It was a building process for one of Canby softball's best. As a freshman she was a part of a squad that battled into the first round of the state playoffs, losing in a firefight to West Albany 18-17. As a sophomore she again reached the opening round of the playoffs with her team, this time falling to Jesuit 10-0. Her Cougars squad was bested in the first rounds of the next two playoffs by the same two foes they faced before, ultimately limiting her time in the postseason.
That softball player is now-graduated senior Kamryn Mobley, and while she was unable to move past the opening round of the playoffs in high school, she became one of the best players in the state.
As a senior, Mobley was named third team all-state catcher. That feat is impressive considering only two catchers make first, second, third, and honorable mention at the 6A level. The skill shown throughout the 2018-19 season is the result of an incredible competitiveness that's been with her since the beginning.
"As a softball player, I have always been very competitive," Mobley said. "Losing is never easy for me but as long as your team plays with heart and grit then there is nothing more to do. As a team leader that is all you can ask for from your girls. Play hard and have fun. The rest will come easy."
While the competitiveness was innate, becoming a team leader took time. As Mobley says it, there was a fair amount of nerves heading into the tryouts for a varsity spot her freshman year, despite extensive club experience. Thankfully, lessons learned from then-captain's Lucy Yazzolino and Sarah Bizon helped her assume the role of leader.
"They showed me what hard work and dedication can do for a young player," Mobley said. "Even though the high school season is pretty short, my seniors still taught me valuable lessons. They made me realize that when it comes down to it, you don't always play for yourself. As an underclassman you can always think 'oh I can do better next year' but for the seniors it was they're last year. I learned how to play for my seniors and not for myself."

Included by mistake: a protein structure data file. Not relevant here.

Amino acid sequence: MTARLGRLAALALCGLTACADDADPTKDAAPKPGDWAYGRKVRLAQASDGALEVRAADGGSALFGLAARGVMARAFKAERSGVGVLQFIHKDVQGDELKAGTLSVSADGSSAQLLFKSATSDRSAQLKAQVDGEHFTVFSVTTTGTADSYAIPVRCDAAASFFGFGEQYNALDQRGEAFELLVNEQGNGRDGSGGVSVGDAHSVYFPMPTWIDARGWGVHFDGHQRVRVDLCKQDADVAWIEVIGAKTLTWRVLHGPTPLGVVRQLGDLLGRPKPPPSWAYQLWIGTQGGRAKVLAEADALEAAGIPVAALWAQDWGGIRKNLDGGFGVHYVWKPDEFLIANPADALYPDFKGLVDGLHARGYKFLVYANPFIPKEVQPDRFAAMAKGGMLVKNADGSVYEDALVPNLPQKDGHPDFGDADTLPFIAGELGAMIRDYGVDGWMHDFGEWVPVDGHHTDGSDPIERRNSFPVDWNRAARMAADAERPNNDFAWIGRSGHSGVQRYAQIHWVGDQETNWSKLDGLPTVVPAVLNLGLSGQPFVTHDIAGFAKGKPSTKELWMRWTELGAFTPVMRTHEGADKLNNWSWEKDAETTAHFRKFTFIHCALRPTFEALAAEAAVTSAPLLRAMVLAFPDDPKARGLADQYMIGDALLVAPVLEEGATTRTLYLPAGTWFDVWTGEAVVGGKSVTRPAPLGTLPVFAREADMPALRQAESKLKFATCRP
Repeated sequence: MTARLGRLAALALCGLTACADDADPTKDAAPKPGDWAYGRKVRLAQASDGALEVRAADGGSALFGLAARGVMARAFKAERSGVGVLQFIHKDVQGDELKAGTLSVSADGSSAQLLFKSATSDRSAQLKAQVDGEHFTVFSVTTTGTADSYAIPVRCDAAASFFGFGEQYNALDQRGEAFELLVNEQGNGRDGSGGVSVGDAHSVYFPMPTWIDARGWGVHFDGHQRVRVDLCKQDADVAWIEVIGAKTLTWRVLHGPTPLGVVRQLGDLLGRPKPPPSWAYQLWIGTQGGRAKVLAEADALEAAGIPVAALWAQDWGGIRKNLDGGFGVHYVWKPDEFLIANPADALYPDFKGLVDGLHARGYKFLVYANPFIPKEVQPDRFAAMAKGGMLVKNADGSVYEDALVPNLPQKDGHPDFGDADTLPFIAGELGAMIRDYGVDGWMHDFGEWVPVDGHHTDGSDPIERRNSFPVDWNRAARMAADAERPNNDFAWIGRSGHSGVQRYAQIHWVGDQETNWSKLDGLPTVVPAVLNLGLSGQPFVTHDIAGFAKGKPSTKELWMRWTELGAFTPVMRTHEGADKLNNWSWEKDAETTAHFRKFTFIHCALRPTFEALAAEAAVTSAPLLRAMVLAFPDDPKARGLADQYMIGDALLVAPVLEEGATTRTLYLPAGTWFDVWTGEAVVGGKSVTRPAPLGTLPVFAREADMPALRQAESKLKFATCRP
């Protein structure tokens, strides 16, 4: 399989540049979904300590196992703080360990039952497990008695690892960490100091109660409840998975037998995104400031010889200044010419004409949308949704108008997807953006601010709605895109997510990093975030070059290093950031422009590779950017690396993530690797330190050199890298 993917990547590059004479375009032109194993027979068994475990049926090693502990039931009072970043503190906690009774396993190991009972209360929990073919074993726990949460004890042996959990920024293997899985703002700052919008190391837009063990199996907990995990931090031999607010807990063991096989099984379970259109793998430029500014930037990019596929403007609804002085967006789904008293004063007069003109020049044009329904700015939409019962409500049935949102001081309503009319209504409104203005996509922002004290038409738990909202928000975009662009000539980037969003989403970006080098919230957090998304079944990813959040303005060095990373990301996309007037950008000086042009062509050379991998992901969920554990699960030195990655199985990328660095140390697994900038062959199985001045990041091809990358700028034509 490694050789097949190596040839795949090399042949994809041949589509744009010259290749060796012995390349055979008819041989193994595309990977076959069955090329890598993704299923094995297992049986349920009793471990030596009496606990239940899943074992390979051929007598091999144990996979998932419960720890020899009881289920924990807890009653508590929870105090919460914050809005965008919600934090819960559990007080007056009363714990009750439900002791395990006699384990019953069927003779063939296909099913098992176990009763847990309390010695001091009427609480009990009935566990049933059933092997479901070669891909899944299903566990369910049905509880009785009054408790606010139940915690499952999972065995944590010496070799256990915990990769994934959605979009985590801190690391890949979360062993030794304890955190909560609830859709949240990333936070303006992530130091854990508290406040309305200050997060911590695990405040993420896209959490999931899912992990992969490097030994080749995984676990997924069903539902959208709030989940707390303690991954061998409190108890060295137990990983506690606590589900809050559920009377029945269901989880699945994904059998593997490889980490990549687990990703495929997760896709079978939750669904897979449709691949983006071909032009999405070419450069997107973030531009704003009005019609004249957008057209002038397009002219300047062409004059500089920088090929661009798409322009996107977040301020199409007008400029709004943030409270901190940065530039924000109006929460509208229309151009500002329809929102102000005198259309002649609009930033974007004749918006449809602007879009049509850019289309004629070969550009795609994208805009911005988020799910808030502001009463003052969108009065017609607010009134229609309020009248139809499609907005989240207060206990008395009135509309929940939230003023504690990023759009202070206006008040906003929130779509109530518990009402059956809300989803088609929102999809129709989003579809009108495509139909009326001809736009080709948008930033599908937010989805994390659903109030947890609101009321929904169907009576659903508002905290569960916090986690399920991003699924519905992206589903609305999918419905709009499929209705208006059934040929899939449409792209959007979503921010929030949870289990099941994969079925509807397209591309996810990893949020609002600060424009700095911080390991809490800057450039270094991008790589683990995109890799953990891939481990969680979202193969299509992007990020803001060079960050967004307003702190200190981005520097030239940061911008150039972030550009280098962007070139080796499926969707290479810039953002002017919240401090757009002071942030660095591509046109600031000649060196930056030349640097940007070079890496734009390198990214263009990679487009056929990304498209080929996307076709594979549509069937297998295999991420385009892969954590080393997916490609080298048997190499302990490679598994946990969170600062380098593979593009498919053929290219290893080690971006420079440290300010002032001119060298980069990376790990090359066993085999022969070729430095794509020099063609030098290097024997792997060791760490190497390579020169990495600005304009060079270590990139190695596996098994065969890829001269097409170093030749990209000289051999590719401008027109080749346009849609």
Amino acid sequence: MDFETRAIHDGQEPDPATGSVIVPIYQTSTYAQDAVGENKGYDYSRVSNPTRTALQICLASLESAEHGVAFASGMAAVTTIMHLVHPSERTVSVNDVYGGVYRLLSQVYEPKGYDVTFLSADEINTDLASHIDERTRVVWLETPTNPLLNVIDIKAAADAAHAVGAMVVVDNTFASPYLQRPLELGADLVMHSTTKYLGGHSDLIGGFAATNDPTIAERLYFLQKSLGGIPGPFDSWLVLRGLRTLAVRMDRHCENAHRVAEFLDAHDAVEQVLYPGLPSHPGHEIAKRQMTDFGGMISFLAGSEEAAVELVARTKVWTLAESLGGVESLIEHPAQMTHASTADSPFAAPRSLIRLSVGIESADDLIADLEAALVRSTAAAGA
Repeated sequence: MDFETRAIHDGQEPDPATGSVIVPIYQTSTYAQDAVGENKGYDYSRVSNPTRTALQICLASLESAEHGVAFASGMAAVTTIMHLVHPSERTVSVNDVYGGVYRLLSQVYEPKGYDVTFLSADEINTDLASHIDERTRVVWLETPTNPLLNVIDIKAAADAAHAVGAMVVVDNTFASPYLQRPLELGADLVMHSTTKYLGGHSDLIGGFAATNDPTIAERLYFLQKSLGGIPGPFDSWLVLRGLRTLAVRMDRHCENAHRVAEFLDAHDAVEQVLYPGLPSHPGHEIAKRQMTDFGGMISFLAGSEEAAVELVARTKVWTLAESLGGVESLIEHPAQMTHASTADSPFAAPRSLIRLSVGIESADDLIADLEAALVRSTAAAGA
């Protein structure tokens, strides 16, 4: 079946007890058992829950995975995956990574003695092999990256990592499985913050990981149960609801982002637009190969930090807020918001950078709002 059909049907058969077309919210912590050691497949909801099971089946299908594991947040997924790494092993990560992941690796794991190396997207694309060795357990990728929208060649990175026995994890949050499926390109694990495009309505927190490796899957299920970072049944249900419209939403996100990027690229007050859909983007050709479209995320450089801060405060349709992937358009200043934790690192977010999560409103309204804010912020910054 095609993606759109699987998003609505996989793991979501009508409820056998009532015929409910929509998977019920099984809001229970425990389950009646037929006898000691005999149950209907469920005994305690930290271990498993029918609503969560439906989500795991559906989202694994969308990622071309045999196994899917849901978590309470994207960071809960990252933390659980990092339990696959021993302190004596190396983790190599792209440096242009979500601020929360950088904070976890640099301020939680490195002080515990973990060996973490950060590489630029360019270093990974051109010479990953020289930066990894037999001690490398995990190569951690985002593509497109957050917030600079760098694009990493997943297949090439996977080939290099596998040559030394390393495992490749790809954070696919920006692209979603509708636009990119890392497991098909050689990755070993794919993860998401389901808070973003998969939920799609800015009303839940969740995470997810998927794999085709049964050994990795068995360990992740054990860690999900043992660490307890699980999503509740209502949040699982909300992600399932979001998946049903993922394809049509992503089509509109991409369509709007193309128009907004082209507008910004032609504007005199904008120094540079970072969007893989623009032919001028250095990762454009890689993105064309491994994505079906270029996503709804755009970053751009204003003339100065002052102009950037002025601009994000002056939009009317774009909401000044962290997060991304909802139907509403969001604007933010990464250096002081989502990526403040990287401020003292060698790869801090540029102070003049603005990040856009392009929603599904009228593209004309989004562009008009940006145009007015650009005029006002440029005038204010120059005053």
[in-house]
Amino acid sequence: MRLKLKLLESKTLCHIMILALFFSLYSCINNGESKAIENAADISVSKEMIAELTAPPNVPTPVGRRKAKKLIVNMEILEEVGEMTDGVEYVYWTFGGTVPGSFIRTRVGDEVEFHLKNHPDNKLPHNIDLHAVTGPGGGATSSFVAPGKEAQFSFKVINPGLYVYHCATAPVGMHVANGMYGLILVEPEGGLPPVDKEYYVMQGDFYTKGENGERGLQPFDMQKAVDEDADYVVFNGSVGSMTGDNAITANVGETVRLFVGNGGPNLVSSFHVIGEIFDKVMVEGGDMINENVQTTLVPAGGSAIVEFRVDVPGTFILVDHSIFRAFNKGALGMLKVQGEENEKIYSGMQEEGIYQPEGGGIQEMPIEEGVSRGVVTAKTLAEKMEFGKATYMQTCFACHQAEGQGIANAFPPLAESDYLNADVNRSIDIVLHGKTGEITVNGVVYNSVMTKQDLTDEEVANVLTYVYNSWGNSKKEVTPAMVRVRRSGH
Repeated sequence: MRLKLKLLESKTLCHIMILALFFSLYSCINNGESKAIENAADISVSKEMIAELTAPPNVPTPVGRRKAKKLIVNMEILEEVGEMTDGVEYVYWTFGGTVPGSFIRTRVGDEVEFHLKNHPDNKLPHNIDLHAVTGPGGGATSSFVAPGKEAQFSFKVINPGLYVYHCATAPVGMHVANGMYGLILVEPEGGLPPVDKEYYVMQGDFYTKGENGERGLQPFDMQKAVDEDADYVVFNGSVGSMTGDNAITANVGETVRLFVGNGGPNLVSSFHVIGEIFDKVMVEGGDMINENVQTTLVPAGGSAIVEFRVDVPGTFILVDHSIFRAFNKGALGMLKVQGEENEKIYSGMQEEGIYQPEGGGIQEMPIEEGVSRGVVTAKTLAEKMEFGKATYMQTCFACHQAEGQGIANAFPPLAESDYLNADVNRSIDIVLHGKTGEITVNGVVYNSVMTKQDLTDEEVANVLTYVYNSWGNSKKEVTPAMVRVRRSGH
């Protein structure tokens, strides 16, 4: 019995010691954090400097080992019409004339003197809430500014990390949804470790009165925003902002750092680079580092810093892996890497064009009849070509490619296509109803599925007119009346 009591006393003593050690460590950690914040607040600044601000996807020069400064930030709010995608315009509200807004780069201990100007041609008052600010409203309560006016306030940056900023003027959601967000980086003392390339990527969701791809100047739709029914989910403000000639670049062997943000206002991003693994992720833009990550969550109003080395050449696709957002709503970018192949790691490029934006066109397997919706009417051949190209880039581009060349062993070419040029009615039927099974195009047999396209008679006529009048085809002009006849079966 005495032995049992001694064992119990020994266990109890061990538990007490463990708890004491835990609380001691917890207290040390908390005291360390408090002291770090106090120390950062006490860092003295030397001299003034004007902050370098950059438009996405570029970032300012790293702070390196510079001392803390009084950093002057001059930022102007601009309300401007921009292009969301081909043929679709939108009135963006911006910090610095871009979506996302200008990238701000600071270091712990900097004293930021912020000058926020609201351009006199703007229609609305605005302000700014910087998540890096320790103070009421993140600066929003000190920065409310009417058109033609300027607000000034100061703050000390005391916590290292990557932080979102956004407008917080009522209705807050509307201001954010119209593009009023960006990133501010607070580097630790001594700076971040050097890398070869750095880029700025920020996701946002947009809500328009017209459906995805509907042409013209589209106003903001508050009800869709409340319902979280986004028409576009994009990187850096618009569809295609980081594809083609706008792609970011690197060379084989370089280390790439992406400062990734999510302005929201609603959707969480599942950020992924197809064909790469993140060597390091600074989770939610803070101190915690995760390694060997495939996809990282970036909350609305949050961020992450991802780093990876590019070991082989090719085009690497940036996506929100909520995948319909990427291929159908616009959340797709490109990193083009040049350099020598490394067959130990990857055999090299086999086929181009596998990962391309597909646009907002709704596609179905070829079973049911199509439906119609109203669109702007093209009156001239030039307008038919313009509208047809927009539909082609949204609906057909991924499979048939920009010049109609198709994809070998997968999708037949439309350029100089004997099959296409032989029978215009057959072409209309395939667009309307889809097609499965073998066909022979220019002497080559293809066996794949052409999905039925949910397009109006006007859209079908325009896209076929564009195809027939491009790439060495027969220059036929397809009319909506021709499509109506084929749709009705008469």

The intangibles are great, but let's let her stats show through as well. She finished the season with a .543 BA, .617 OBP, .988 slugging %, 5 HR, 7 triples, 7 doubles, 17 RBI, 11 stolen bases, .969 fielding percentage, caught 5 runners stealing and picked 5 more runners off base. There's a reason she was an all-state catcher, first team all-league catcher, and a senior all-star. She's pretty darn good.
The lessons learned and skills built up over the years didn't mean the season was without its struggles. Mobley and fellow senior Parker Allhands had to adjust to a team predominantly made up of underclassmen.
"As a senior captain on the team, it was hard for me to adjust to the younger team," Mobley said. "I play at a very competitive level during the summer so I usually struggle with the change in pace, this year was a completely different perspective. I had seven girls who had no idea what kind of a change it was going to be from 14U summer tournaments to varsity softball. The best thing that I could do for them is to set the example on how to work hard and play with passion for the game."
The team definitely came together late in the season. Though the Cougars lost their last three games, it was by a single run apiece. It also claimed third place in league with big wins over Tigard (2x) and Tualatin. Now with her high school season at an end, Mobley turns her attention towards her next softball journey: playing with the Linfield Wildcats. She'll take lessons learned at Canby with her to the next level.
"I learned how to play for my team and realize that the game isn't about you individually," Mobley said. "Playing at Linfield will be different than high school because my fellow teammates worked just as hard as me to get the college level. High school ball is a little different in terms of previous play."
"My goal as a college athlete is to contribute as much as I can," Mobley continued. "Whether it's playing a different position than I'm used to, getting the extra reps, or staying late to help pitchers. Catcher has been my main position for the past few years however it's not the only position I can play. I will play wherever I am needed most."
Mobley, who will be studying biology and plans to attend medical school after undergrad, will be forever indebted to the lessons that softball has imparted to her. Teamwork and endurance are things that she will take with her through school. But finding a family amidst people with a common interest is something that stands above the rest.
"Teams turn into your second family," Mobley said. "Traveling for softball all the time can get to be a lot. We give up most of our summers for tournaments. When you have your second family to do it with you it becomes the most memorable part of the whole summer. The bonds and memories are life long and contribute the heart it takes to play the game."
Quality local journalism takes time and money, which comes, in part, from paying readers. If you enjoy articles like this one, please consider supporting us.
(It costs just a few cents a day.)